A section of mosaic tile believed to have been commissioned by the Roman Emperor Caligula for one of his massive ships on Lake Nemi was among a group of ancient artefacts returned to Italy on Thursday, 19 October, by the office of the Manhattan District Attorney. Authorities tracked down the work after it was published in a book on porphyry—a reddish purple stone prized by Roman emperors—put out by The Art Newspaper’s founding publisher, Umberto Allemandi & C. The piece was seized in September from the Manhattan apartment of a couple who had been using it as a coffee table, according to the New York Times.
The mosaic, dated to around 35 AD, once decorated the floor of one of three large ships that served as personal refuges for the extravagant emperor, which were sunk after Caligula’s assassination. “His Hellenistic obsession led him to use the great ships of Ptolemy IV Philopater as his model, which were also richly decorated with mixed marbles, including Porphyry,” writes the stone sculpture expert Dario del Bufalo, in his book Red Imperial Porphyry: Power and Religion.
The lake was drained and the ships were excavated under Benito Mussolini in the 1930s and most of the recovered artefacts were housed in a museum built by the Fascist government. “The museum was later used as a bomb shelter during World War II and many of the original tiles were subsequently destroyed or damaged by fire, rendering the mosaic floor piece one of the only known, intact artifacts of its kind,” the district attorney’s office said in a statement. Del Bufalo’s book includes two photographs of the mosaic floor, including one from the 1930s in black and white showing the work along with other object found during the Lake Nemi excavations, and another in colour taken from a gallery in Rome in the 1960s with the caption “present location unknown”.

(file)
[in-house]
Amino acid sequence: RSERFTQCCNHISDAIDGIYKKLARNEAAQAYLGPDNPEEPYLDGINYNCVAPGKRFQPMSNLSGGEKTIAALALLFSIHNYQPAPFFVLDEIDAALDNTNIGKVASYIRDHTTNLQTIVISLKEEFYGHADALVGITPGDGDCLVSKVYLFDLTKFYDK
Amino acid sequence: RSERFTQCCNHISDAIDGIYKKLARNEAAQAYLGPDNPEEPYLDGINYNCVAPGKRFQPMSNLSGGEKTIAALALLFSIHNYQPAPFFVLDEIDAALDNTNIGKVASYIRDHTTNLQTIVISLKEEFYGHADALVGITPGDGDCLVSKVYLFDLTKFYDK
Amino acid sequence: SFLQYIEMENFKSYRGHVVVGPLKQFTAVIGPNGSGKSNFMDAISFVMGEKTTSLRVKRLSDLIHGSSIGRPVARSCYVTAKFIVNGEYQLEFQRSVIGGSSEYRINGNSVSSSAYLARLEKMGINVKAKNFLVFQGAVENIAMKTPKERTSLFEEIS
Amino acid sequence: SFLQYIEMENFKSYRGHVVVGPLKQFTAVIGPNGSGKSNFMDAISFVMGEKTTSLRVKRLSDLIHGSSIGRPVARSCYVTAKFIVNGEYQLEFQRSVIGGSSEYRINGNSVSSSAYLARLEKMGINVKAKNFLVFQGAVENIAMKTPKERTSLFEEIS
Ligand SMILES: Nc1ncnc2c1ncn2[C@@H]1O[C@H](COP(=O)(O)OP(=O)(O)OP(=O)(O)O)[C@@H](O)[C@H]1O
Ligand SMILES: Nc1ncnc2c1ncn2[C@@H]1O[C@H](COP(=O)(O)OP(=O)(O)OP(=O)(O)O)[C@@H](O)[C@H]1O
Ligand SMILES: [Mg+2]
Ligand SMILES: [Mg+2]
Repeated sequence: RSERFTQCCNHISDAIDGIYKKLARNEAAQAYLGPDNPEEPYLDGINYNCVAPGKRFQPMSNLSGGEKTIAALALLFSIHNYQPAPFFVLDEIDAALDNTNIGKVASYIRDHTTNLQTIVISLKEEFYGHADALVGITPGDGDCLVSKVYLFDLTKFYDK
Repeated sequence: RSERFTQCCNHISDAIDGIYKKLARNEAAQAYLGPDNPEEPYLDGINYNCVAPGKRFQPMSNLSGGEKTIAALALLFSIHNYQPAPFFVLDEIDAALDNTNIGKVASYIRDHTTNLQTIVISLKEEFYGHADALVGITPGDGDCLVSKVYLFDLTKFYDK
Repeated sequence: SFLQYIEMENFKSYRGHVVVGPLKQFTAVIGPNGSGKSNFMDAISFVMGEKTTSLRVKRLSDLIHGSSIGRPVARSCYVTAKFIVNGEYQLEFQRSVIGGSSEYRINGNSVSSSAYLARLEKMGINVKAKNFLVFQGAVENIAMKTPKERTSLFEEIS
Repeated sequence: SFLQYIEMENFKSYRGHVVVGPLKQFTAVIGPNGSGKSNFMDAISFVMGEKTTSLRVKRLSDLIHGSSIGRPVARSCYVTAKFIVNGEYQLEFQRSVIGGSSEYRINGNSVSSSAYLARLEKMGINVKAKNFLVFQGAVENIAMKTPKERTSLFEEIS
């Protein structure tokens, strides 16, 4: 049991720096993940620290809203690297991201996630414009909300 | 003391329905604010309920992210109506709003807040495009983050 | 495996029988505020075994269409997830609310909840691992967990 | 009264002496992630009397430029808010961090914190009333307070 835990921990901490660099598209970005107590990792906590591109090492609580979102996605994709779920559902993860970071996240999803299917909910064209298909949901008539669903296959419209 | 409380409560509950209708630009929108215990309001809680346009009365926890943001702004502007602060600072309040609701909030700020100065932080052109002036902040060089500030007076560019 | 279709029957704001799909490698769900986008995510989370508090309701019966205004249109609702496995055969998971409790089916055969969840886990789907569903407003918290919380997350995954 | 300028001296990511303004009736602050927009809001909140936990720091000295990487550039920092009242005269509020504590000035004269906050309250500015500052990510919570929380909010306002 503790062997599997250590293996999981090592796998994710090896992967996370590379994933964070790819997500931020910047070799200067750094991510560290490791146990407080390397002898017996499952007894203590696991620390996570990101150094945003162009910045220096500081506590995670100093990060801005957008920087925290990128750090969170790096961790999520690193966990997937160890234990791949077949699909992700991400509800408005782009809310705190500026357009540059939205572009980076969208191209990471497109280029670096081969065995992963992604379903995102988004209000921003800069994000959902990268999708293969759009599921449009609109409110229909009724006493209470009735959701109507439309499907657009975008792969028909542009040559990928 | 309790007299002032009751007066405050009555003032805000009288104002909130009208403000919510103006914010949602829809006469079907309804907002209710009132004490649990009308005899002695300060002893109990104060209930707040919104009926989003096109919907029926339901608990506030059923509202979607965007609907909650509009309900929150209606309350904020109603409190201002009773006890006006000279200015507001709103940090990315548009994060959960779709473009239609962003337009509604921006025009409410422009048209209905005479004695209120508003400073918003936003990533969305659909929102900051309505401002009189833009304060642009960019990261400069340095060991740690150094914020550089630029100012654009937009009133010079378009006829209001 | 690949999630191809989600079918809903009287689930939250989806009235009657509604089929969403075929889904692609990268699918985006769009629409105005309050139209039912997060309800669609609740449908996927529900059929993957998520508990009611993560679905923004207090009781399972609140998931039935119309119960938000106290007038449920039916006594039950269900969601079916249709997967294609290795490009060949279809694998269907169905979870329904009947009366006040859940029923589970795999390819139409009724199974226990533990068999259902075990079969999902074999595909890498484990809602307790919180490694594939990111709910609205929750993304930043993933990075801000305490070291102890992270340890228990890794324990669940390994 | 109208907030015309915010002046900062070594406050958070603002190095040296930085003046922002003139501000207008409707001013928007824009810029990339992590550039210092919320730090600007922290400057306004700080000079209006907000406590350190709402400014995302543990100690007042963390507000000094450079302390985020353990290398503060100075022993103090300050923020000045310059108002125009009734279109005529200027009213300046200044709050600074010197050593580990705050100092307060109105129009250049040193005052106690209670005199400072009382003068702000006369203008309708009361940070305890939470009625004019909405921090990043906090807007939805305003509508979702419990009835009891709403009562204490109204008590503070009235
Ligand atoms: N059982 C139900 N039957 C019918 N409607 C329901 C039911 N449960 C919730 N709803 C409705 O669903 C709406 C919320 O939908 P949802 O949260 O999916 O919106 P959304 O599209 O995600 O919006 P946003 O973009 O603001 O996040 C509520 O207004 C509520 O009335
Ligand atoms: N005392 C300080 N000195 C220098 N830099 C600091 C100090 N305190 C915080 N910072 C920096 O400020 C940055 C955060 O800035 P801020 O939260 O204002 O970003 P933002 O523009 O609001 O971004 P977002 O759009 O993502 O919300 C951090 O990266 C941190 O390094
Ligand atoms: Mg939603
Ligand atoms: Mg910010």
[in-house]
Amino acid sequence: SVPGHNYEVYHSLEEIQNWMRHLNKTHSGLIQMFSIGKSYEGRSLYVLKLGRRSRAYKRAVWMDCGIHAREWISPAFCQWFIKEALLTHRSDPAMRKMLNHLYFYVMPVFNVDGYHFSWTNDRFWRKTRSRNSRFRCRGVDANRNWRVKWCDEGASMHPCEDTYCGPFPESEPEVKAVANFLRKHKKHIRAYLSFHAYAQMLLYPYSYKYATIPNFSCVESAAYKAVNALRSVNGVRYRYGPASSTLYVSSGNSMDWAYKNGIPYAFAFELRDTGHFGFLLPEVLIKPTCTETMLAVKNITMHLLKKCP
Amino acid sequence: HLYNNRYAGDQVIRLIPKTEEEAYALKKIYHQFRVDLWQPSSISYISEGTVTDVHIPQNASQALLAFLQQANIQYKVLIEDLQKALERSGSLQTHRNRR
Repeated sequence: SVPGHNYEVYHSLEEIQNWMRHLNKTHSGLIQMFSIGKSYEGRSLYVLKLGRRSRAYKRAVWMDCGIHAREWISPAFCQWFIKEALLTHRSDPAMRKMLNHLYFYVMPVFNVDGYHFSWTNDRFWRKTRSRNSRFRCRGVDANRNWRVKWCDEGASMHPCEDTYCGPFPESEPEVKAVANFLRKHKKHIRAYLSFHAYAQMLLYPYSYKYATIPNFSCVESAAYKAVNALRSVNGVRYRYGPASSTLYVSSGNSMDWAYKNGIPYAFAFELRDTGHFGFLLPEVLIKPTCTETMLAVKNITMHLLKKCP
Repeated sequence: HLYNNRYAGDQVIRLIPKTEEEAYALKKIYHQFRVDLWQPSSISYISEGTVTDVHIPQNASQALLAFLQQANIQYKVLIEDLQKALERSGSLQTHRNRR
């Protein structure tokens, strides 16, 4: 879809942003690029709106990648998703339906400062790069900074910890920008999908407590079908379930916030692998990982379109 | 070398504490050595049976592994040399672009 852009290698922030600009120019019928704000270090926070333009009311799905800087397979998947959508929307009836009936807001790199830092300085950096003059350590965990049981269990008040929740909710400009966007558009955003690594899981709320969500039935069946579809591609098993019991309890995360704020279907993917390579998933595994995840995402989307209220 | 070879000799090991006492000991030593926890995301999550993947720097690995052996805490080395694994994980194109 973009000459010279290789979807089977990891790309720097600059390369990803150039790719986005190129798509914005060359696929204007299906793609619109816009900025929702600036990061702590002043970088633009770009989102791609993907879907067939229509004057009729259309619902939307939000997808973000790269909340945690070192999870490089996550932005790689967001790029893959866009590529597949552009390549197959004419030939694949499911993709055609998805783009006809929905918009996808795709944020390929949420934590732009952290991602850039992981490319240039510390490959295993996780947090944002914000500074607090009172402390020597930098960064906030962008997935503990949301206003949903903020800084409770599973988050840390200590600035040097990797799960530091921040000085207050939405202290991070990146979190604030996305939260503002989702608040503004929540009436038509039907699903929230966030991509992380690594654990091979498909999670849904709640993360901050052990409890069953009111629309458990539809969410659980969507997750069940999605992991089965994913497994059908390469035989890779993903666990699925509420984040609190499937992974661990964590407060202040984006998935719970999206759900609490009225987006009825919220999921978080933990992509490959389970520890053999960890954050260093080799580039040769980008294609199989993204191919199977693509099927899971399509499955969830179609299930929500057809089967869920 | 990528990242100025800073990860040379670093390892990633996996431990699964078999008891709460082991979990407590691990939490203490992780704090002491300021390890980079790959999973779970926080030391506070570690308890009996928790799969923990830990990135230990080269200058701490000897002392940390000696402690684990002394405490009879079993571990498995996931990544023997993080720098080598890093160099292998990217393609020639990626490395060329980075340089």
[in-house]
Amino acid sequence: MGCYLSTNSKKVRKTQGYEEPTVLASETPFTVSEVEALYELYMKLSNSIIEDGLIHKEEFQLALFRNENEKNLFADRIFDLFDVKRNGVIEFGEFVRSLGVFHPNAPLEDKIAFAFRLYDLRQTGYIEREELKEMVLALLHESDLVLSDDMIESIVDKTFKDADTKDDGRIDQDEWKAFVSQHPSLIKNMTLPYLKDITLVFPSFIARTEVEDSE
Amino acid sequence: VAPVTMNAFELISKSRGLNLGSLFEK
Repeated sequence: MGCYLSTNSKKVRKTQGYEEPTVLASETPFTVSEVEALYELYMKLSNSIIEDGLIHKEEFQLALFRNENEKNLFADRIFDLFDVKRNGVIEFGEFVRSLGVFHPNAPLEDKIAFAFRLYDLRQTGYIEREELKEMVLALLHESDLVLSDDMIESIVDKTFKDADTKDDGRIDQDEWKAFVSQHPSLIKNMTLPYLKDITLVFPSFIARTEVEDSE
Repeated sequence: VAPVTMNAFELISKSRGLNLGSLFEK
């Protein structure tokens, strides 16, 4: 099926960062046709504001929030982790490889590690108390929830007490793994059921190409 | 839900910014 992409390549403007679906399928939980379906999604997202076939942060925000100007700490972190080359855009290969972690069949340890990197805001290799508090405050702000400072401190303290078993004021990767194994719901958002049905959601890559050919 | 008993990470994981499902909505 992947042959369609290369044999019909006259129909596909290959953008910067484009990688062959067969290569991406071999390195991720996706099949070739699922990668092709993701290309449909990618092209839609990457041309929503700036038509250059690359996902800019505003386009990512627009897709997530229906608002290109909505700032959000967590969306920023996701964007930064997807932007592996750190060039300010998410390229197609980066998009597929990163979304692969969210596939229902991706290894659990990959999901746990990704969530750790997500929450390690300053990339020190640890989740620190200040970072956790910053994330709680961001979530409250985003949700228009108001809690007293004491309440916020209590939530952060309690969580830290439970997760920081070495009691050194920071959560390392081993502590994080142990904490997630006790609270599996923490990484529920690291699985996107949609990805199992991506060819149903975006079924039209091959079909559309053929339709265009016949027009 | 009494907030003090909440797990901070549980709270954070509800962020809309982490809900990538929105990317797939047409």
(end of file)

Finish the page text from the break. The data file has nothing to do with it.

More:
The effort to track down the work was in part spurred by the New York launch for del Bufalo’s book in October 2013. Eagle-eyed attendees recognised the mosaic as matching one in home of the antiques dealer Helen Fioratti and her husband Nereo, who had mounted it in a marble frame added a pedestal, turning it into a table. Fioratti said they bought the piece in good faith from an aristocratic family in Italy in the 1960s, and the sale was brokered by a police official known for recovering art looted by the Nazis, but they do not have any paperwork for the sale. “It was an innocent purchase. It was our favorite thing and we had it for 45 years,” Fioratti told the New York Times, adding of her decision not to challenge the seizure: “They ought to give me the legion of honour for not fighting it.”
Last week’s restitution also included a red-figure painted terracotta bell krater (around 360-350 BC) that was reportedly looted from Italy in the 1970s and turned over to the district attorney’s office this summer with the cooperation of the Metropolitan Museum, and a Campanian red-figure fish plate (340-320 BC) taken from a Christie’s auction. And earlier this year, the office returned an Etruscan vessel (around 470 BC), stolen from Cerveteri in the mid-1990s, and a group of seven artefacts which were all taken from Manhattan galleries as part of one investigation.